A battery of news articles came out last week about the increasing number of young people who live with their parents. The data claims that in 2012, 21.6 million millennials lived with their parents in the United States. This figure is up from 18,500,000 million in 2011.
Overall, U.S. statistics of how many young people live with their family have only risen 4% since 1968. What can be said about the statistics is the figure was lowest around 1974, having continually dropped since 1968 perhaps due to increased college attendance including those who sought to dodge the Vietnam draft, men who were drafted, and the increasing rise of the middle class who became college educated. The other thing that can be said about these statistics is that beginning with the recession in the 1990s the number of young people living at home increased only slightly until 2006 when the numbers began to climb way up. Studies report that in 2007, 70% of the millennials held jobs. In 2012, only 63% did. What the study does not answer is whether the millennials were underemployed. Other probable theories may include the increase in foreign born parents from countries where it is common for multiple generations to live under one roof. Still other theories may include changing attitudes about marriage before birth, and the increasing number of unmarried females who have children. On a daily basis, being in direct contact with unemployed millennials, I have a few more opinions.
On Friday, at an all day mediation, I sat with a 23 year-old Ontario California woman who was sexually harassed by an assistant store manager, retaliated against, and ultimately wrongfully terminated from a full-time customer service job at a big-box store. After nine months of looking for work, after being wrongfully terminated, all she could find was a minimum wage, part-time job at a retailer. Part of her difficulty finding employment was attributed to her full-time college schedule. Eventually, her savings ran out and she had to move back into her parents home. I should mention that the apartment she lost, she shared with her boy-friend. The emotional damage of losing the home she hoped to start with her significant other was substantial. Having one’s own place to live gives them a feeling of independence, accomplishment, acceptance in the adult world whether or not that place is with a significant other who might one day become a spouse.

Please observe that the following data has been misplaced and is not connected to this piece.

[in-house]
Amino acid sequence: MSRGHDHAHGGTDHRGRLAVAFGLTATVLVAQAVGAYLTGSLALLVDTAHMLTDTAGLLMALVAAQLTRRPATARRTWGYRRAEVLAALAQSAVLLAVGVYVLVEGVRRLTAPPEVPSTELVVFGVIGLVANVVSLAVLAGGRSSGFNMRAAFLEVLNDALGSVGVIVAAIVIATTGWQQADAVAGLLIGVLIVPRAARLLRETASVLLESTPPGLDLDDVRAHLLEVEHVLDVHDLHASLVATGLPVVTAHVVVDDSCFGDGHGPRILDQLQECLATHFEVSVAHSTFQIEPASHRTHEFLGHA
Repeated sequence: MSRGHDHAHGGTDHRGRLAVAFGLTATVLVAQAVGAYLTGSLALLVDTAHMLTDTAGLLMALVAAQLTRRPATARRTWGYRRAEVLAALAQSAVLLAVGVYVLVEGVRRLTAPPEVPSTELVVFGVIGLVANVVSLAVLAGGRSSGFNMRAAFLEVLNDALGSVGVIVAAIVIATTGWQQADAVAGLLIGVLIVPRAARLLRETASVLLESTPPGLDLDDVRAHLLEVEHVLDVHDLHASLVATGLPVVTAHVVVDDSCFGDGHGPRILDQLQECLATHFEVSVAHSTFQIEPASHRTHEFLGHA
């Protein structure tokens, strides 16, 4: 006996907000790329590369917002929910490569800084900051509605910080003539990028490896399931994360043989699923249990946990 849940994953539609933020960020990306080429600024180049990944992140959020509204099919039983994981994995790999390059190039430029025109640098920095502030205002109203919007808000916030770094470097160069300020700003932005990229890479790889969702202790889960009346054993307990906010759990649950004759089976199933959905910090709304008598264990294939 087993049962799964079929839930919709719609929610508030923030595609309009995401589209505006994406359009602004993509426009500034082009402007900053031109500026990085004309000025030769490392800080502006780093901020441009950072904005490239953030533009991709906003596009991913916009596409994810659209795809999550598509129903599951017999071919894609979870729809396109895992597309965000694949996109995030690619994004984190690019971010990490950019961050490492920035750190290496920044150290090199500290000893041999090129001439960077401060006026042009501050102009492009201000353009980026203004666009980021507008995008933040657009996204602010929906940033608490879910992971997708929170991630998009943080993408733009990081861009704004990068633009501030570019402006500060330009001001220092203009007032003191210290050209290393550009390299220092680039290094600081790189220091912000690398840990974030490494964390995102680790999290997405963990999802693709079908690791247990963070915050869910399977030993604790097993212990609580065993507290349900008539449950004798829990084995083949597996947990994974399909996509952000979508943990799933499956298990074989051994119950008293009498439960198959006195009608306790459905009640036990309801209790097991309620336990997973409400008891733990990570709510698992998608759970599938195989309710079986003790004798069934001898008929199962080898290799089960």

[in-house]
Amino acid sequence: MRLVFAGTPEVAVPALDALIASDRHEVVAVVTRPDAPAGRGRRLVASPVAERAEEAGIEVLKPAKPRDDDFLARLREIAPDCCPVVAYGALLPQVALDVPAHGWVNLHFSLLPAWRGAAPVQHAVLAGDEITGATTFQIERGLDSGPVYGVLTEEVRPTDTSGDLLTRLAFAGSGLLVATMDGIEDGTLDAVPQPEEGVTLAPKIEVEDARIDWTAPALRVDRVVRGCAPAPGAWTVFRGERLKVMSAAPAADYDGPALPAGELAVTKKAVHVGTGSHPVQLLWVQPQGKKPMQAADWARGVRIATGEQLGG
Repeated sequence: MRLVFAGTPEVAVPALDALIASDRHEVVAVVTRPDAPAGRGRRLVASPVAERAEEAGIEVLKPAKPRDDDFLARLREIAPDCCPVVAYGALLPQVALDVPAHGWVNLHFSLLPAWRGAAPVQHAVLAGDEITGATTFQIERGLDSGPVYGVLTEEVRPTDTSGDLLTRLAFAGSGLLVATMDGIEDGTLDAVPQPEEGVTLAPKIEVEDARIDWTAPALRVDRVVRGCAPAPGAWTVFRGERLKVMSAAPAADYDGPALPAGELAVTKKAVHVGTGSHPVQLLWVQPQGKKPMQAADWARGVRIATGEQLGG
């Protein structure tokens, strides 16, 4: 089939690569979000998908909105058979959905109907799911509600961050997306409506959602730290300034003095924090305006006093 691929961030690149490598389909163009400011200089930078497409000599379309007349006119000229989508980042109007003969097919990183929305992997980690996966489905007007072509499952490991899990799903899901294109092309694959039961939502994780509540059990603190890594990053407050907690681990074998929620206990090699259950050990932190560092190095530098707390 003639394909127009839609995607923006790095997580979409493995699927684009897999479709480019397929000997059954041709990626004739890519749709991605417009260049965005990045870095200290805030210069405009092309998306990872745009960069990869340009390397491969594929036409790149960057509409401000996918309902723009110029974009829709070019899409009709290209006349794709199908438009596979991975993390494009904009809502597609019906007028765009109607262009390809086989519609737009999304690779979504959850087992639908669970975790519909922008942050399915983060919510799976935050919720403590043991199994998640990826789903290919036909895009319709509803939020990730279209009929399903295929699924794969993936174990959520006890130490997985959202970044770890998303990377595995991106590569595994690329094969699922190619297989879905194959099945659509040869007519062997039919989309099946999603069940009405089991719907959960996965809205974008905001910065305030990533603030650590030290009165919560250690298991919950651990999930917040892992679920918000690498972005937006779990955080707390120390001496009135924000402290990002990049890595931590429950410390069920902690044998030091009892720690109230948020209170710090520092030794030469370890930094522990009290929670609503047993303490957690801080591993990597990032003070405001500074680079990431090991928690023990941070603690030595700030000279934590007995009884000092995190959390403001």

A few years ago, I tried a pregnancy discrimination case for a Bell, California woman in which my client’s pregnancy related medical conditions were not accommodated and she was wrongfully terminated due to those pregnancy related medical conditions. She too lost the apartment she shared with the father of the unborn child. The couple had to move into his parent’s home. The jury considered this loss and source of embarrassment to be significant and awarded my client $125,000 in emotional distress regardless of the fact she did not see a therapist over the issue of losing her apartment and having to move into the parents’ home of her significant.
Having to move back into one’s parents home due to a wrongful termination is most likely to cause a significant amount of emotional distress regardless of age, whether a baby is on the way, or a shared home with a significant other is broken up. This is an emotional damage that most can understand. Given the statistics about those who have had to move back home in the last twenty years, it appears that has been the case for at least a third of the United States population.